Has that war really begun?
We have entered into a period of intense psychological warfare. This is what was stated in the Trump speech last October, Al-Hariry’s letter of resignation and the announcement by the Saudi Minister of Gulf Affairs that the launching of the Houthi missile on Saudi Arabia is a declaration of war.
Where will the theatre of that war be?
The theatres of military operations will begin in Lebanon, passing through Syria to Yemen, meaning that no party would be capable of stopping this war once it breaks out.
What role should Egypt play?
Egypt has to avoid this regional confrontation at any price. The principles of the Egyptian foreign policy agrees with the foundations of the international relations after the Second World War and the principles of peaceful coexistence as embodied by the Non-Aligned Movement, which is the guiding principles of Egypt’s foreign policy for decades, except under [former President] Morsi’s rule. We should stick to this position.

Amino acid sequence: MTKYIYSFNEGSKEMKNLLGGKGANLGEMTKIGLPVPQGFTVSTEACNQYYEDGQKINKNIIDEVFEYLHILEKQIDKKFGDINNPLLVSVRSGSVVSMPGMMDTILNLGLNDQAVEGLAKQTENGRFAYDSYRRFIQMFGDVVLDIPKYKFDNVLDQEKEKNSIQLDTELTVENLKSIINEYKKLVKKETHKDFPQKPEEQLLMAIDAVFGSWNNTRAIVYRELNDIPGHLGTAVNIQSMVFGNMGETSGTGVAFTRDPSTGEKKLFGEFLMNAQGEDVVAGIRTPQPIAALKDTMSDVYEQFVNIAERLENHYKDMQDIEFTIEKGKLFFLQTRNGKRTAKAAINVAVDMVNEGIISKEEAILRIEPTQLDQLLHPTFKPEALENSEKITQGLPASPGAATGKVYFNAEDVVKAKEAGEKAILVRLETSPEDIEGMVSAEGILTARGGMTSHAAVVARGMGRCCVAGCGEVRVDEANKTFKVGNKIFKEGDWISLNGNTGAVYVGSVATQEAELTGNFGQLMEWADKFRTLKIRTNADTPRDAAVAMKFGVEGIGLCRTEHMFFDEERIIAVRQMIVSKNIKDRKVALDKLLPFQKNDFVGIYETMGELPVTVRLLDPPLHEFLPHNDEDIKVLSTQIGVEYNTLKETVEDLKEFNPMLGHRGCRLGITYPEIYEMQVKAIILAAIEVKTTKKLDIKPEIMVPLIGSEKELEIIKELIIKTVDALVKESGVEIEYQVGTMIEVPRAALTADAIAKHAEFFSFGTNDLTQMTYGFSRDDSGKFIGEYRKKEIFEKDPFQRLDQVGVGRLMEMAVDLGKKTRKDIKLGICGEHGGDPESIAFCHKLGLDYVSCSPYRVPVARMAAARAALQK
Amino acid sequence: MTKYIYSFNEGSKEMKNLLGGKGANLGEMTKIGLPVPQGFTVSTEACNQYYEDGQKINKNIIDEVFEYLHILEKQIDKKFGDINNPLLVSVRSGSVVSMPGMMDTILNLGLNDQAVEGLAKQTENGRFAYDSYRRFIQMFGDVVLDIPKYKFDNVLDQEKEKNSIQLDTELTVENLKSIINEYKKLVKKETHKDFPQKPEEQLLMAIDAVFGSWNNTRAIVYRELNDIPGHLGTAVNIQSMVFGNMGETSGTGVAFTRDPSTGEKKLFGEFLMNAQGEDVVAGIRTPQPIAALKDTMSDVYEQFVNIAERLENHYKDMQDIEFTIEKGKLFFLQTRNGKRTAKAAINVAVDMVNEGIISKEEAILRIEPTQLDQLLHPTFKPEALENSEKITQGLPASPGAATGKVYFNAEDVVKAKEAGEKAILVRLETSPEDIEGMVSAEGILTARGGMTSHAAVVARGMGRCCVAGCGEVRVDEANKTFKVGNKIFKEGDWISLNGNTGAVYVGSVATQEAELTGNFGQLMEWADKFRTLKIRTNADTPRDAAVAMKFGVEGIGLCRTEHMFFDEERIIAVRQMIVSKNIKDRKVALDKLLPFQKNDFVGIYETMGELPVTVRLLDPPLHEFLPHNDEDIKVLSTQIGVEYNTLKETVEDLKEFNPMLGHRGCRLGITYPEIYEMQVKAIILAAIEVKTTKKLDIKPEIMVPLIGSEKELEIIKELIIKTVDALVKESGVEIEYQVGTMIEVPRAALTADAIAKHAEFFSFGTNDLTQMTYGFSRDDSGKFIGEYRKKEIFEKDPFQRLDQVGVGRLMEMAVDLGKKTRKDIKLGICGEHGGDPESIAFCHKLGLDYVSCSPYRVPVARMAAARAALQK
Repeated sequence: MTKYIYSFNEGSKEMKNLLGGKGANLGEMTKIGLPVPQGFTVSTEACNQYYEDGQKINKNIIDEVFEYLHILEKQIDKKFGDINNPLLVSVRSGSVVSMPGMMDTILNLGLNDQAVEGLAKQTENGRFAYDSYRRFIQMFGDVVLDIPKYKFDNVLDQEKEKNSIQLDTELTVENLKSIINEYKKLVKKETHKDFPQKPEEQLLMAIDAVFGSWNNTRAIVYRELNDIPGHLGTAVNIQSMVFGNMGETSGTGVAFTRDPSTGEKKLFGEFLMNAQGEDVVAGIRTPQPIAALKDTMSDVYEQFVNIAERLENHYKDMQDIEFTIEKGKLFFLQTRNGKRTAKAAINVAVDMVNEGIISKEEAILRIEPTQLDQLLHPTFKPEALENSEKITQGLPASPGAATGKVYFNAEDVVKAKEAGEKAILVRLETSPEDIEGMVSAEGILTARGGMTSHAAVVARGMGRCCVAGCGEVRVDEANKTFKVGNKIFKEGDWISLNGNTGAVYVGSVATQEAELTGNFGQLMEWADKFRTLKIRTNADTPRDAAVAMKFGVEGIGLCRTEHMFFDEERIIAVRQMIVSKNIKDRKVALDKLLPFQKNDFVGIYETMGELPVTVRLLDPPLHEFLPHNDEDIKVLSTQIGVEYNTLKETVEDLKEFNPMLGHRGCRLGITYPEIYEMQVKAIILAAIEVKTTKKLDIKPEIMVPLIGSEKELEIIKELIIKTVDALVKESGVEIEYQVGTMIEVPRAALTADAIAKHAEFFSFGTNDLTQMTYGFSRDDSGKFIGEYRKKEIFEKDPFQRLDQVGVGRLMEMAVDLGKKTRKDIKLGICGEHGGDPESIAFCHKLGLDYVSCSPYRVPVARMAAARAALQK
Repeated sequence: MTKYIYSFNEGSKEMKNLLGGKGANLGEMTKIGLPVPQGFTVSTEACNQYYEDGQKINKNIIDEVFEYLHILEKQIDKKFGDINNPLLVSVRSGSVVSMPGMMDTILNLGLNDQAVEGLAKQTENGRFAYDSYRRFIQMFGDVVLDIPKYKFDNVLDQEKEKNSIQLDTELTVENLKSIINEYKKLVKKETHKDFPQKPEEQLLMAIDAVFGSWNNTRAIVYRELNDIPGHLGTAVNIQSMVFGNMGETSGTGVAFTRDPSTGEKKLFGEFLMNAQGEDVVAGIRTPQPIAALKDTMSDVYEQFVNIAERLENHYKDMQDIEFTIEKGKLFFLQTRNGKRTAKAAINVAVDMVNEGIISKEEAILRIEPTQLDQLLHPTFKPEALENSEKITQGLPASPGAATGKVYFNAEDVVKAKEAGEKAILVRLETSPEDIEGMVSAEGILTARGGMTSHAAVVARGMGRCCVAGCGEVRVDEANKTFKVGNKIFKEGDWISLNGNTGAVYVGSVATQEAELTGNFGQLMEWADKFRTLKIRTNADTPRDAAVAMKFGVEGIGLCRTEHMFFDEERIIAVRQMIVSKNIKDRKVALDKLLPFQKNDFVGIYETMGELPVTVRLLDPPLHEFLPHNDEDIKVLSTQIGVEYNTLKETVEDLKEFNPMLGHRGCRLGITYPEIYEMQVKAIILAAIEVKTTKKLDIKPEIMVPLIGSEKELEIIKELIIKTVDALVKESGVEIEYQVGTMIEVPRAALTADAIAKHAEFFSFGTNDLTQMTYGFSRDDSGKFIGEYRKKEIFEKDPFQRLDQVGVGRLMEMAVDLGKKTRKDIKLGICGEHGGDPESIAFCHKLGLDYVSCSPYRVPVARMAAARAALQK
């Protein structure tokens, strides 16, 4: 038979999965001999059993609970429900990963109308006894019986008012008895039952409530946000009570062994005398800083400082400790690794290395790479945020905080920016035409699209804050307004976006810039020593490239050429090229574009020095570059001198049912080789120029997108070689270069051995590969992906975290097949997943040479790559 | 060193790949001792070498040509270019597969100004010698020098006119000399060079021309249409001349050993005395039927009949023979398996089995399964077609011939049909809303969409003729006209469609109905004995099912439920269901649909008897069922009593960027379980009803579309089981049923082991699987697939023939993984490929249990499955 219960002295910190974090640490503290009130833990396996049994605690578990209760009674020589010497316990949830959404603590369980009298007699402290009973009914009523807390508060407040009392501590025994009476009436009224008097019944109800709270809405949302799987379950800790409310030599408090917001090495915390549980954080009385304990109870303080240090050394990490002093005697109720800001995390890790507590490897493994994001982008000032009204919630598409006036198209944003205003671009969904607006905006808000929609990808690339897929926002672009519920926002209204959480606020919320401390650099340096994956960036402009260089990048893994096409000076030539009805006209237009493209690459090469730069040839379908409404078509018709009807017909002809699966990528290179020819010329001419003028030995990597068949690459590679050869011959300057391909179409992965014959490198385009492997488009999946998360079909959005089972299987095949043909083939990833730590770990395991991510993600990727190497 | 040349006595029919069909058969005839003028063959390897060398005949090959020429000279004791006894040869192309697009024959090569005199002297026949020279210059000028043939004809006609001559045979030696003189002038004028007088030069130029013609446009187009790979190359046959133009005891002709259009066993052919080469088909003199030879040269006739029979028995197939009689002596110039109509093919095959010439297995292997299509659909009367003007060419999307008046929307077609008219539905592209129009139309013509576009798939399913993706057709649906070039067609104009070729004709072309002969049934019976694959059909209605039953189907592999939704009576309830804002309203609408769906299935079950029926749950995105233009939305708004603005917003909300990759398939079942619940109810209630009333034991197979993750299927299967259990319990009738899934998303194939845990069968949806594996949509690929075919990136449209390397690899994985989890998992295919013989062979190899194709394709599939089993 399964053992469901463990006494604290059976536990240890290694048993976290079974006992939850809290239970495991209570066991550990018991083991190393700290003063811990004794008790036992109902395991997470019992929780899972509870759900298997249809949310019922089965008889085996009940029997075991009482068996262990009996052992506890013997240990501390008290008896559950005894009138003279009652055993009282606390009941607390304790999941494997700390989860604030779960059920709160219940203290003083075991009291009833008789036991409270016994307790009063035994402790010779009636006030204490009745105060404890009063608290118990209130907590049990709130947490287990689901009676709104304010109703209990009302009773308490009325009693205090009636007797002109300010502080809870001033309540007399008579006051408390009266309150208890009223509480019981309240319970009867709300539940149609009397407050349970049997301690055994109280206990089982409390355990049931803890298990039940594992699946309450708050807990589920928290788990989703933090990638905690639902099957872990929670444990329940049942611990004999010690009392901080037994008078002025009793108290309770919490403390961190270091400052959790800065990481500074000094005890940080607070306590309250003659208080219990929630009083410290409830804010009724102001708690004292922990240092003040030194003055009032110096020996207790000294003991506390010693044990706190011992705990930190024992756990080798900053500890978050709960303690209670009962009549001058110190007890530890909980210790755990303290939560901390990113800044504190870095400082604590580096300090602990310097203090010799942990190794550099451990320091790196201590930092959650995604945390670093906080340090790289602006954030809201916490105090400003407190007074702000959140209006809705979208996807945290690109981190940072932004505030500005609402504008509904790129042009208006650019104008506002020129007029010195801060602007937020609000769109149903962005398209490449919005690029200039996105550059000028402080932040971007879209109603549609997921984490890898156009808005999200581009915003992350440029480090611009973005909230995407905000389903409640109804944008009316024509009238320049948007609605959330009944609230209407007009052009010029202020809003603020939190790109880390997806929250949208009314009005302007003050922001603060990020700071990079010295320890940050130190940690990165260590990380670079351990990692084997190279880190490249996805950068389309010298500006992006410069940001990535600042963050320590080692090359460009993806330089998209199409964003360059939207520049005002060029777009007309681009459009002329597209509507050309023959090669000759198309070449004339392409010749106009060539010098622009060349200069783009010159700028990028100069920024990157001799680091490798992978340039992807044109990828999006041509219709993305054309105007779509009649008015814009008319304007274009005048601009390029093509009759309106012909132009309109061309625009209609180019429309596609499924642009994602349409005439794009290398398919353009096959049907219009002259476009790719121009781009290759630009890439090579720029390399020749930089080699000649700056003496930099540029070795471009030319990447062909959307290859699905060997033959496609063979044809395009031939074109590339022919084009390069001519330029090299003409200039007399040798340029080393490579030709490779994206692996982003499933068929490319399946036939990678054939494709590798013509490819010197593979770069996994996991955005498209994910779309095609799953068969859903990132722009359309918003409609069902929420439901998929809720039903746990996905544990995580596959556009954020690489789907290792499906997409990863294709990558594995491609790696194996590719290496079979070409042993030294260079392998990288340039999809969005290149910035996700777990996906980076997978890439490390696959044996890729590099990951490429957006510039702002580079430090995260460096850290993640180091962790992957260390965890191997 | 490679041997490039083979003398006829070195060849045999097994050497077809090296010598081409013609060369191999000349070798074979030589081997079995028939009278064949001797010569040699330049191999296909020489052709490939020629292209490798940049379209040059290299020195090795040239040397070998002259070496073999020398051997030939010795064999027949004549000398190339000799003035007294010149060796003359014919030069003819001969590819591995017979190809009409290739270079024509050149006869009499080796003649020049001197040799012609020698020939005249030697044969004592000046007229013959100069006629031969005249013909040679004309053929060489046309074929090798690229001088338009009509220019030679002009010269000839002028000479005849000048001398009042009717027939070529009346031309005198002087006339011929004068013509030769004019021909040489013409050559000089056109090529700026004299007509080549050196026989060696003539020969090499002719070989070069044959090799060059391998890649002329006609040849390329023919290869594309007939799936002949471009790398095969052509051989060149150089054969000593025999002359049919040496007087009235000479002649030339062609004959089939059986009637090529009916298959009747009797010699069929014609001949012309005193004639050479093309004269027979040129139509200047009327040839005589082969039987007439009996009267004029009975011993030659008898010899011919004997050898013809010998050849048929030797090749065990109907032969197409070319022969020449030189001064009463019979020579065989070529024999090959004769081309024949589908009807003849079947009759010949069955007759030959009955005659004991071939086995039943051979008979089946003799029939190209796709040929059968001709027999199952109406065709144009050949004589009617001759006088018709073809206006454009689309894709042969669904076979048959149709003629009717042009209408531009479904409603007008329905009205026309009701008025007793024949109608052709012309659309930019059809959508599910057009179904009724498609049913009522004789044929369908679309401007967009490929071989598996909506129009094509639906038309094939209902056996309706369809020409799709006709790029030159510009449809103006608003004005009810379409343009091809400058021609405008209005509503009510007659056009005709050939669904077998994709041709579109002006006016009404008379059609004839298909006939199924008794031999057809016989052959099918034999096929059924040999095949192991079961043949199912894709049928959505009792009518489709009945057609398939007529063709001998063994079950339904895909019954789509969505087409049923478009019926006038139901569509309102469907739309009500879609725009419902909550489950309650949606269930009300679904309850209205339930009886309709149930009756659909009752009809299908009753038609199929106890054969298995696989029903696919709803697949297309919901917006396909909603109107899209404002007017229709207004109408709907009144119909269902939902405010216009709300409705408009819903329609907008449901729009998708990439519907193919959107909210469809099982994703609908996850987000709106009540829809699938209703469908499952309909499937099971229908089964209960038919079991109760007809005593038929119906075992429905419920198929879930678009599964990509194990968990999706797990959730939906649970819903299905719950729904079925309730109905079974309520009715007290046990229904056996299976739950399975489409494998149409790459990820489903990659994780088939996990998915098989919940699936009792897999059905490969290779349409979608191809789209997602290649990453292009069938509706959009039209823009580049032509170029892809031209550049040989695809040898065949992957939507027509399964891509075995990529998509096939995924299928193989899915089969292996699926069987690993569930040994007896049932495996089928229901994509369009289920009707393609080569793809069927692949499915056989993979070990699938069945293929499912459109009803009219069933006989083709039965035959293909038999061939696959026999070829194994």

But some observers accuse Egypt of following the directions of Riyadh and Abu Dhabi in the recent period?
The internal and regional situations have been dynamic and Egypt has dealt with it intelligently. Egypt’s policies were taking into consideration this situation in the context of preserving our national security interests and non-interference in Arab regimes’ affairs. Egypt is the only state that advocates these principles because the key to solving current crises in the region is to return to those principles. The collapse of the Iraqi, Syrian and Libyan armies led to the emergence of terrorist groups, which are mainly tools in the hands of international, regional and Arab powers, threatening the sovereignty, independence and unity of Arab countries.